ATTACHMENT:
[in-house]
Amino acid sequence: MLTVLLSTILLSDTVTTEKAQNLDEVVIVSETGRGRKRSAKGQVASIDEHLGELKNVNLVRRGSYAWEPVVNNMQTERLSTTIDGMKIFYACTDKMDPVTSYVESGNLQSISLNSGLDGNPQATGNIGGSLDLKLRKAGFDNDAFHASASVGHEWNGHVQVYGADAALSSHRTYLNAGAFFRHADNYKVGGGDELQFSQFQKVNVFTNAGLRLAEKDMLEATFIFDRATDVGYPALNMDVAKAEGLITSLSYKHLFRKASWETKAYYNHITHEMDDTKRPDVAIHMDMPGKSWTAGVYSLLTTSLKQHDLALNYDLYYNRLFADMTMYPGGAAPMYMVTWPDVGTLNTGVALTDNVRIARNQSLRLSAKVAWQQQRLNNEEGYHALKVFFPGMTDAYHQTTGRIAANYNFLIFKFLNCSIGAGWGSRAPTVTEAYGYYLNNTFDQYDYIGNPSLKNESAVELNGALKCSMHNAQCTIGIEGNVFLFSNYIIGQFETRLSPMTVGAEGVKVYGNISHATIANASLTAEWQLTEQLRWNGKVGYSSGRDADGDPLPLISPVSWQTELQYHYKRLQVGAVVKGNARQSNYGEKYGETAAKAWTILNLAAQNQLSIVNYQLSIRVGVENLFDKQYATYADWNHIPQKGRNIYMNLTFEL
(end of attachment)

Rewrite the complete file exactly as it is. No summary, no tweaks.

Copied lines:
[in-house]
Amino acid sequence: MLTVLLSTILLSDTVTTEKAQNLDEVVIVSETGRGRKRSAKGQVASIDEHLGELKNVNLVRRGSYAWEPVVNNMQTERLSTTIDGMKIFYACTDKMDPVTSYVESGNLQSISLNSGLDGNPQATGNIGGSLDLKLRKAGFDNDAFHASASVGHEWNGHVQVYGADAALSSHRTYLNAGAFFRHADNYKVGGGDELQFSQFQKVNVFTNAGLRLAEKDMLEATFIFDRATDVGYPALNMDVAKAEGLITSLSYKHLFRKASWETKAYYNHITHEMDDTKRPDVAIHMDMPGKSWTAGVYSLLTTSLKQHDLALNYDLYYNRLFADMTMYPGGAAPMYMVTWPDVGTLNTGVALTDNVRIARNQSLRLSAKVAWQQQRLNNEEGYHALKVFFPGMTDAYHQTTGRIAANYNFLIFKFLNCSIGAGWGSRAPTVTEAYGYYLNNTFDQYDYIGNPSLKNESAVELNGALKCSMHNAQCTIGIEGNVFLFSNYIIGQFETRLSPMTVGAEGVKVYGNISHATIANASLTAEWQLTEQLRWNGKVGYSSGRDADGDPLPLISPVSWQTELQYHYKRLQVGAVVKGNARQSNYGEKYGETAAKAWTILNLAAQNQLSIVNYQLSIRVGVENLFDKQYATYADWNHIPQKGRNIYMNLTFEL